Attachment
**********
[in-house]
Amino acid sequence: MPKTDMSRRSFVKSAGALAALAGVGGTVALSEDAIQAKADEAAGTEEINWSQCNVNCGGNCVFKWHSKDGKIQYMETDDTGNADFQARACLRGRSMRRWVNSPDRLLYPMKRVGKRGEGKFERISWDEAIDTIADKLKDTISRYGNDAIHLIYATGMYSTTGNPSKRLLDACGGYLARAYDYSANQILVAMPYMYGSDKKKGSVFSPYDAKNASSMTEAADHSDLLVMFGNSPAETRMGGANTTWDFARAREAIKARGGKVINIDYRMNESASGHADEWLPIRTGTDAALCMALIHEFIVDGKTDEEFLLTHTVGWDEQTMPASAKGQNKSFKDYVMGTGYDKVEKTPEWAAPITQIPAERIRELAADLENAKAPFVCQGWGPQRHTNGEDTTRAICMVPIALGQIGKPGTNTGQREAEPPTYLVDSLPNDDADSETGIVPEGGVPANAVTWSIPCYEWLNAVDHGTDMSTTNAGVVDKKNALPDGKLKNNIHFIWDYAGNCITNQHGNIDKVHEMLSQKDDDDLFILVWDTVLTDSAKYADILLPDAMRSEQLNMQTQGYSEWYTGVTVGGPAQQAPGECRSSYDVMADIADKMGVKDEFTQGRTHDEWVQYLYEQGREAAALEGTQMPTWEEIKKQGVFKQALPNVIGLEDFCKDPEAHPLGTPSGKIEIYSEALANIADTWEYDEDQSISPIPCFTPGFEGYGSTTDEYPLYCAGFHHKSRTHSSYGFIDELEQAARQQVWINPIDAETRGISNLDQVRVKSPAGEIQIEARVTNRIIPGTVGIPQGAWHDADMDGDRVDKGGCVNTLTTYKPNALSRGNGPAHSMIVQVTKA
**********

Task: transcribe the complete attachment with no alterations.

[in-house]
Amino acid sequence: MPKTDMSRRSFVKSAGALAALAGVGGTVALSEDAIQAKADEAAGTEEINWSQCNVNCGGNCVFKWHSKDGKIQYMETDDTGNADFQARACLRGRSMRRWVNSPDRLLYPMKRVGKRGEGKFERISWDEAIDTIADKLKDTISRYGNDAIHLIYATGMYSTTGNPSKRLLDACGGYLARAYDYSANQILVAMPYMYGSDKKKGSVFSPYDAKNASSMTEAADHSDLLVMFGNSPAETRMGGANTTWDFARAREAIKARGGKVINIDYRMNESASGHADEWLPIRTGTDAALCMALIHEFIVDGKTDEEFLLTHTVGWDEQTMPASAKGQNKSFKDYVMGTGYDKVEKTPEWAAPITQIPAERIRELAADLENAKAPFVCQGWGPQRHTNGEDTTRAICMVPIALGQIGKPGTNTGQREAEPPTYLVDSLPNDDADSETGIVPEGGVPANAVTWSIPCYEWLNAVDHGTDMSTTNAGVVDKKNALPDGKLKNNIHFIWDYAGNCITNQHGNIDKVHEMLSQKDDDDLFILVWDTVLTDSAKYADILLPDAMRSEQLNMQTQGYSEWYTGVTVGGPAQQAPGECRSSYDVMADIADKMGVKDEFTQGRTHDEWVQYLYEQGREAAALEGTQMPTWEEIKKQGVFKQALPNVIGLEDFCKDPEAHPLGTPSGKIEIYSEALANIADTWEYDEDQSISPIPCFTPGFEGYGSTTDEYPLYCAGFHHKSRTHSSYGFIDELEQAARQQVWINPIDAETRGISNLDQVRVKSPAGEIQIEARVTNRIIPGTVGIPQGAWHDADMDGDRVDKGGCVNTLTTYKPNALSRGNGPAHSMIVQVTKA